“What really matters, and what doesn’t, becomes clear and simple when I imagine myself on my death bed,” quips Asa Lin (Engineering Systems and Design (ESD), Junior) when asked why she decided to found MOGICS. After a trying time in Junior College, Asa decided to take a gap year to explore herself and “do something in [her] own way”. Little did she figure that in this one year, she would be putting her years of travel and computer game problem solving to brilliant use.
“When I first started out, entrepreneurship wasn’t a big thing, now you hear people talk about startups all the time, but back then I didn’t even know that this is what I was doing. All I wanted was to do something that I like, to explore how to solve real problems in real life.”
Together with two colleagues, MOGICS set out to improve travel experience with simple products, launching the Bagel and other travel products on KickStarter. “We designed the MOGICS Bagel for people who have a lot of devices to charge when travelling,” explains Asa as she demonstrates how the Bagel takes the existing universal adaptor to the next level — it can convert all types of devices and charge them at the same time. MOGICS has since been featured on international media such as The New York Times, CNET Japan and the Netherlands Newspaper.
Designing stunning products doesn’t come without its challenges. MOGICS faced major legal problems when another creator blatantly attempted to claim their designs. “We didn’t have enough budget to hire a patent agent or lawyer to help us deal with this,” Asa recalls. Eager to patent their designs nonetheless, Asa would work late into the early morning sifting through scores of legal documents, and even drafted her own patent claims. Calls with the United States Patent and Trademark Office (USPTO) occurred frequently, and Asa would often excuse herself from class if a call came in during lessons. “When class ended, my full time work has just begun. That’s how it has been for the first few terms,” she explains.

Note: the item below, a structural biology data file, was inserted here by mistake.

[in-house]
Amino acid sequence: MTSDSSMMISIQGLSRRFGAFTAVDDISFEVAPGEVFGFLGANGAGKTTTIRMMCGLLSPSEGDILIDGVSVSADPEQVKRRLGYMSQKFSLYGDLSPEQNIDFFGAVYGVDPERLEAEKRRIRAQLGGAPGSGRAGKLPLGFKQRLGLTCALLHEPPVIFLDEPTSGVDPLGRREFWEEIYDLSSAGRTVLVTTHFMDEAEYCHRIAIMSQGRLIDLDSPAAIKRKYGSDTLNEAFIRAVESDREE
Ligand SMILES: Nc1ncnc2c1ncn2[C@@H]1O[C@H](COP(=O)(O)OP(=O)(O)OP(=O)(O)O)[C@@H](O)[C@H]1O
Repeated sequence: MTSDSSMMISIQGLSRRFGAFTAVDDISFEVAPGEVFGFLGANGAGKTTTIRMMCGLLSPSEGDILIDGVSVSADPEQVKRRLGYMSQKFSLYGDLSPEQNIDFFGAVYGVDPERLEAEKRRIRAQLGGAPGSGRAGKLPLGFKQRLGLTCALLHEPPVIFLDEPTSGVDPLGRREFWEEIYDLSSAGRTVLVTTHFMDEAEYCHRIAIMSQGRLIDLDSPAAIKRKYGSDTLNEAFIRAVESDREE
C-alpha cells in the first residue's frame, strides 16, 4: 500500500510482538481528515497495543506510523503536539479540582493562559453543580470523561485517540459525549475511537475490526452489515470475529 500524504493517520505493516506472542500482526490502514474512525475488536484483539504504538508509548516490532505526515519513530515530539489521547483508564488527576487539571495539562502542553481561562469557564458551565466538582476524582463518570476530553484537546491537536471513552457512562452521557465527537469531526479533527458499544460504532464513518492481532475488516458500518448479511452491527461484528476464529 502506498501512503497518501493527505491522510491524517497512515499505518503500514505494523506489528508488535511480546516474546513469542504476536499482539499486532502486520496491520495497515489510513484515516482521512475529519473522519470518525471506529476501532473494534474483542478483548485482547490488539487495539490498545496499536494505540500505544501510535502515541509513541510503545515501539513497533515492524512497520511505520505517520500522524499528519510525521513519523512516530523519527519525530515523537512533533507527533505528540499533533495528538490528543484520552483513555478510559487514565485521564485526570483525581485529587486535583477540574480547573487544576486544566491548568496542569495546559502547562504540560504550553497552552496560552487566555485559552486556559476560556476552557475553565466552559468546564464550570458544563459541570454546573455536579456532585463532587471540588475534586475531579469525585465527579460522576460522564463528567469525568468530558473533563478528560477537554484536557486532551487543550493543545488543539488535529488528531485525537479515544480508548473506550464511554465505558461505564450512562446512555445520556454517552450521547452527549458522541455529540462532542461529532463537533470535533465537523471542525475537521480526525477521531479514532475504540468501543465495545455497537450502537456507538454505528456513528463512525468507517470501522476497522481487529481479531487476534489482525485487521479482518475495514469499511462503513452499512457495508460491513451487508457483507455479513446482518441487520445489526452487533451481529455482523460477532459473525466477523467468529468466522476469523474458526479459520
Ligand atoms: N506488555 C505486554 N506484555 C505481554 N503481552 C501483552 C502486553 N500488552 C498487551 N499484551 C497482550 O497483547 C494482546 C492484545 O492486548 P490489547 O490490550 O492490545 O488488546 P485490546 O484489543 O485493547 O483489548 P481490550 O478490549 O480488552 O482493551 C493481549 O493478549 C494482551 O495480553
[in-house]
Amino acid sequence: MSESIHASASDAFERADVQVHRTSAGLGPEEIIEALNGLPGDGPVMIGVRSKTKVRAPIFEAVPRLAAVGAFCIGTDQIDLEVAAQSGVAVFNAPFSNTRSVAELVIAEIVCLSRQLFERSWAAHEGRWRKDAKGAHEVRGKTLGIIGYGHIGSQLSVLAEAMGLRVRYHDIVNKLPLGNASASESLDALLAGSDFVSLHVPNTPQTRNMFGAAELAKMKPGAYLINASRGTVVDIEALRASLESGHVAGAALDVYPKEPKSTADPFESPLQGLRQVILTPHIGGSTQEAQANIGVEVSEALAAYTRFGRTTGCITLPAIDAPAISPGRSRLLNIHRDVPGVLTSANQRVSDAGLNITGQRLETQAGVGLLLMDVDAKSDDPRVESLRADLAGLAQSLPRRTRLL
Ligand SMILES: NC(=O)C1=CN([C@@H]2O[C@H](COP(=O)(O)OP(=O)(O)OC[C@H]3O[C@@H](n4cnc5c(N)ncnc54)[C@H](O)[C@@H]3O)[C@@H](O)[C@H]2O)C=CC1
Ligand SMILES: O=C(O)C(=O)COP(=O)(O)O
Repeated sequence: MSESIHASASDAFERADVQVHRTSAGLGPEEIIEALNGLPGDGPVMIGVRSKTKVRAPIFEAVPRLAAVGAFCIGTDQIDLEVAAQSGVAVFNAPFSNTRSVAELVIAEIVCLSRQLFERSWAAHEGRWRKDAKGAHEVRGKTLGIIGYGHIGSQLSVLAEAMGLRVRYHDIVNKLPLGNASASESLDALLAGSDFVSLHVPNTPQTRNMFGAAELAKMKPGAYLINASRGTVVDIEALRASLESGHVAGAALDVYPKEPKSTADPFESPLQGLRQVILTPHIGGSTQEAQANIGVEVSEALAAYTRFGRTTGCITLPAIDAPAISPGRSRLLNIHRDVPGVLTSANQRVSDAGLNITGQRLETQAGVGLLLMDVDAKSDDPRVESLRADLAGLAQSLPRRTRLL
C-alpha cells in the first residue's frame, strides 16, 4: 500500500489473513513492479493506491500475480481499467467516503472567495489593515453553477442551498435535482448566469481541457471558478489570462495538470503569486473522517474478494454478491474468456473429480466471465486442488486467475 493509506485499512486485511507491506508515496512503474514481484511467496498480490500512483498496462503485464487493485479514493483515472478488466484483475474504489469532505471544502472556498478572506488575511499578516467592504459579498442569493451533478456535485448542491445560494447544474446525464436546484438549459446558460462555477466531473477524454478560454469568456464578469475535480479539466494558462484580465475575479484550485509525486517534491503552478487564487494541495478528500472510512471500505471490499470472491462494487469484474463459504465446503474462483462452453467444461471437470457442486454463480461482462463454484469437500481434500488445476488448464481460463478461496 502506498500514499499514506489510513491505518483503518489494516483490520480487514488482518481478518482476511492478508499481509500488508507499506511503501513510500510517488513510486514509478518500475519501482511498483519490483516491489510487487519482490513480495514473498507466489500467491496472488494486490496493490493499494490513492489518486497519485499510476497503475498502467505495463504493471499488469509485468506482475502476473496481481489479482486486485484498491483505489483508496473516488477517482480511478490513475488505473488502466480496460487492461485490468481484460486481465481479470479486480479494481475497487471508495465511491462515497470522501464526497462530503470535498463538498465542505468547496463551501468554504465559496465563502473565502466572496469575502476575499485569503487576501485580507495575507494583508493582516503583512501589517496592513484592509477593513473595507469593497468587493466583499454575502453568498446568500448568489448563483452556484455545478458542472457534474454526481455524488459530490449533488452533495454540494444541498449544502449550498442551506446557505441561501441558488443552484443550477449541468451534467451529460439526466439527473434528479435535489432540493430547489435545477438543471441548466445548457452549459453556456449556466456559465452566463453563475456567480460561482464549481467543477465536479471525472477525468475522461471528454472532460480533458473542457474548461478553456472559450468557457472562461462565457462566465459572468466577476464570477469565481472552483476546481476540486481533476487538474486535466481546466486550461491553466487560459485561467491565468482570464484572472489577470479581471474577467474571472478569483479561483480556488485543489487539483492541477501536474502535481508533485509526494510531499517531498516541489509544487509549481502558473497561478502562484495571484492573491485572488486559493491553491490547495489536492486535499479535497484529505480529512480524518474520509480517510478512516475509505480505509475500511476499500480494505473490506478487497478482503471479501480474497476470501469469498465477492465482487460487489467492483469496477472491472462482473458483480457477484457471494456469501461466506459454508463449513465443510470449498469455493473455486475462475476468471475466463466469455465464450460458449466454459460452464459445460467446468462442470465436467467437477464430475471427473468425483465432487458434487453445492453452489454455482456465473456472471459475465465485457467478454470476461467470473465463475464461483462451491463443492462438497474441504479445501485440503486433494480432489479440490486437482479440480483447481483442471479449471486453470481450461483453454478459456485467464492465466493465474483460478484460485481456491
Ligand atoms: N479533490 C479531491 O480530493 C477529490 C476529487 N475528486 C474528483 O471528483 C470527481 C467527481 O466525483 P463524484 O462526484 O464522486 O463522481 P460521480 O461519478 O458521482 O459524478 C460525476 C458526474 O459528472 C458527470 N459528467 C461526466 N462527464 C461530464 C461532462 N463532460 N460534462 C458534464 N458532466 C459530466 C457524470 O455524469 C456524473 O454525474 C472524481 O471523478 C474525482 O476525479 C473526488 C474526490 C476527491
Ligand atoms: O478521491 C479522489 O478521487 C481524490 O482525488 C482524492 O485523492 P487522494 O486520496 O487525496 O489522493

“I learned that SUTD is a new school with a small community, which really hooked my interest. I thought about the freedom and energy of a young school, the genuineness of connection in a smaller community of people — then I applied online, SUTD was my first choice.”
Despite having a successful product line, Asa still felt the need to return to school as a ‘blank piece of paper’ to continue learning before diving deeper into the start-up business. She first discovered SUTD from some promotional banners on a MRT train. Attracted by the school’s logo and copywriting, she opted for SUTD because of what she had heard about its community. Asa does not regret her choice, having met other like-minded, risk-taking and norm-flipping people in the school.
Since matriculating, Asa’s entrepreneurial finesse has not gone unnoticed. Some professors and students became her customers after seeing her products, which proved a sublime experience for Asa. Last year, she was approached by Professor Luo from Engineering Product Development (EPD) to speak about MOGICS during his entrepreneurship course. A firm believer of always being your ‘real self’, Asa cheekily recounts addressing a roomful of smartly dressed entrepreneurs in a t-shirt and flip flops. Asa is also a member of Fifth Row Club, SUTD Start-Up, where she serves as a mentor to fellow students who need a bouncing board for their ideas. She particularly enjoys giving advice on marketing and selling products.
As a shy individual, Asa is grateful to have course mates who accommodate her quietness. “They still welcome and support me whenever I climb out from under my rock,” she shares. With MOGICS on hold, Asa is currently working on her next project called Elves Factory, an app-based service which her cohort mates from 14F07 and friends helped to name. After graduating from SUTD, the MasterCard scholar plans to stay in the USA for a few years to continue developing MOGICS, and also intends to attend graduate school there.
“As a person, I like being under everyone’s radar and do my own stuff in peace; fame or prestige is not my cup of tea. As a designer, I would like MOGICS to be recognised and used by people across the world.”